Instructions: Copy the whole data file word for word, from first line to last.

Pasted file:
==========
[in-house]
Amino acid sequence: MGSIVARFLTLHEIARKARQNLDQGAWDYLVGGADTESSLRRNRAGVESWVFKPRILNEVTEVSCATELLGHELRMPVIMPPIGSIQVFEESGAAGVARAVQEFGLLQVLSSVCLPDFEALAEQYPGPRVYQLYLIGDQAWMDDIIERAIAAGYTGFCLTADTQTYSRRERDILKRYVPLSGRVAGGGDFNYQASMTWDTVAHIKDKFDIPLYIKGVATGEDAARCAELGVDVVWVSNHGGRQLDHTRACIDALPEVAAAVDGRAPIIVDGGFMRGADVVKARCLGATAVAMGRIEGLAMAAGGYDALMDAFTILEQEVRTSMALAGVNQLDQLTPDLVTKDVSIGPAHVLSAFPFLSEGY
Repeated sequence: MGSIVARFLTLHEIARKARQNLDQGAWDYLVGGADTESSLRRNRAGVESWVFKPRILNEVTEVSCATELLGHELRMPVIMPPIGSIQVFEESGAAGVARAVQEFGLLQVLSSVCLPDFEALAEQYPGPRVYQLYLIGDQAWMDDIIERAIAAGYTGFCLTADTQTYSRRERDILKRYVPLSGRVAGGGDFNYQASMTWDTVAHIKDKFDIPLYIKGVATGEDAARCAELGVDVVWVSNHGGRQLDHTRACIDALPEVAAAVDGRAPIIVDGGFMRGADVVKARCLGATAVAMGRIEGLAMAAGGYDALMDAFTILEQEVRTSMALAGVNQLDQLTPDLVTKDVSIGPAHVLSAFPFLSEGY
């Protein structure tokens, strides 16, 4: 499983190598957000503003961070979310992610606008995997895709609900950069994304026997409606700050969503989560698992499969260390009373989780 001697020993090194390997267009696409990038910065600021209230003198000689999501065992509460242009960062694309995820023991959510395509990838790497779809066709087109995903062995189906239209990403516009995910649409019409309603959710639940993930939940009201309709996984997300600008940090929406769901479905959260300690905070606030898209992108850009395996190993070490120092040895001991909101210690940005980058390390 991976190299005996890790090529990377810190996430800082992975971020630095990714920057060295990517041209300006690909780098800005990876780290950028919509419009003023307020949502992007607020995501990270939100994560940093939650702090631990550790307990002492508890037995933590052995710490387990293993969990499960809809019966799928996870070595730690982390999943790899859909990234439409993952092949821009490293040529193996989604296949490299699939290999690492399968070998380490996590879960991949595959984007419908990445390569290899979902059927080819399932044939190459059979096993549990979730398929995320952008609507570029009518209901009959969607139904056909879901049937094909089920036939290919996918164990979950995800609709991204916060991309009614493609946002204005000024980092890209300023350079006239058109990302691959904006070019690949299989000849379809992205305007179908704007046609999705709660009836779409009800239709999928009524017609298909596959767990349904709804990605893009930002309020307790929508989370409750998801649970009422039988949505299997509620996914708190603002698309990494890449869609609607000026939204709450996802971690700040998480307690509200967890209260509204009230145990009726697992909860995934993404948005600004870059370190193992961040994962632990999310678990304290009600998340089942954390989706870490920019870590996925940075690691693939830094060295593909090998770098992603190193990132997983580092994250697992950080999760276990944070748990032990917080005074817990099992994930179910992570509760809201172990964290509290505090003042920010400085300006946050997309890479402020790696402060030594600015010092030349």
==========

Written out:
[in-house]
Amino acid sequence: MGSIVARFLTLHEIARKARQNLDQGAWDYLVGGADTESSLRRNRAGVESWVFKPRILNEVTEVSCATELLGHELRMPVIMPPIGSIQVFEESGAAGVARAVQEFGLLQVLSSVCLPDFEALAEQYPGPRVYQLYLIGDQAWMDDIIERAIAAGYTGFCLTADTQTYSRRERDILKRYVPLSGRVAGGGDFNYQASMTWDTVAHIKDKFDIPLYIKGVATGEDAARCAELGVDVVWVSNHGGRQLDHTRACIDALPEVAAAVDGRAPIIVDGGFMRGADVVKARCLGATAVAMGRIEGLAMAAGGYDALMDAFTILEQEVRTSMALAGVNQLDQLTPDLVTKDVSIGPAHVLSAFPFLSEGY
Repeated sequence: MGSIVARFLTLHEIARKARQNLDQGAWDYLVGGADTESSLRRNRAGVESWVFKPRILNEVTEVSCATELLGHELRMPVIMPPIGSIQVFEESGAAGVARAVQEFGLLQVLSSVCLPDFEALAEQYPGPRVYQLYLIGDQAWMDDIIERAIAAGYTGFCLTADTQTYSRRERDILKRYVPLSGRVAGGGDFNYQASMTWDTVAHIKDKFDIPLYIKGVATGEDAARCAELGVDVVWVSNHGGRQLDHTRACIDALPEVAAAVDGRAPIIVDGGFMRGADVVKARCLGATAVAMGRIEGLAMAAGGYDALMDAFTILEQEVRTSMALAGVNQLDQLTPDLVTKDVSIGPAHVLSAFPFLSEGY
């Protein structure tokens, strides 16, 4: 499983190598957000503003961070979310992610606008995997895709609900950069994304026997409606700050969503989560698992499969260390009373989780 001697020993090194390997267009696409990038910065600021209230003198000689999501065992509460242009960062694309995820023991959510395509990838790497779809066709087109995903062995189906239209990403516009995910649409019409309603959710639940993930939940009201309709996984997300600008940090929406769901479905959260300690905070606030898209992108850009395996190993070490120092040895001991909101210690940005980058390390 991976190299005996890790090529990377810190996430800082992975971020630095990714920057060295990517041209300006690909780098800005990876780290950028919509419009003023307020949502992007607020995501990270939100994560940093939650702090631990550790307990002492508890037995933590052995710490387990293993969990499960809809019966799928996870070595730690982390999943790899859909990234439409993952092949821009490293040529193996989604296949490299699939290999690492399968070998380490996590879960991949595959984007419908990445390569290899979902059927080819399932044939190459059979096993549990979730398929995320952008609507570029009518209901009959969607139904056909879901049937094909089920036939290919996918164990979950995800609709991204916060991309009614493609946002204005000024980092890209300023350079006239058109990302691959904006070019690949299989000849379809992205305007179908704007046609999705709660009836779409009800239709999928009524017609298909596959767990349904709804990605893009930002309020307790929508989370409750998801649970009422039988949505299997509620996914708190603002698309990494890449869609609607000026939204709450996802971690700040998480307690509200967890209260509204009230145990009726697992909860995934993404948005600004870059370190193992961040994962632990999310678990304290009600998340089942954390989706870490920019870590996925940075690691693939830094060295593909090998770098992603190193990132997983580092994250697992950080999760276990944070748990032990917080005074817990099992994930179910992570509760809201172990964290509290505090003042920010400085300006946050997309890479402020790696402060030594600015010092030349």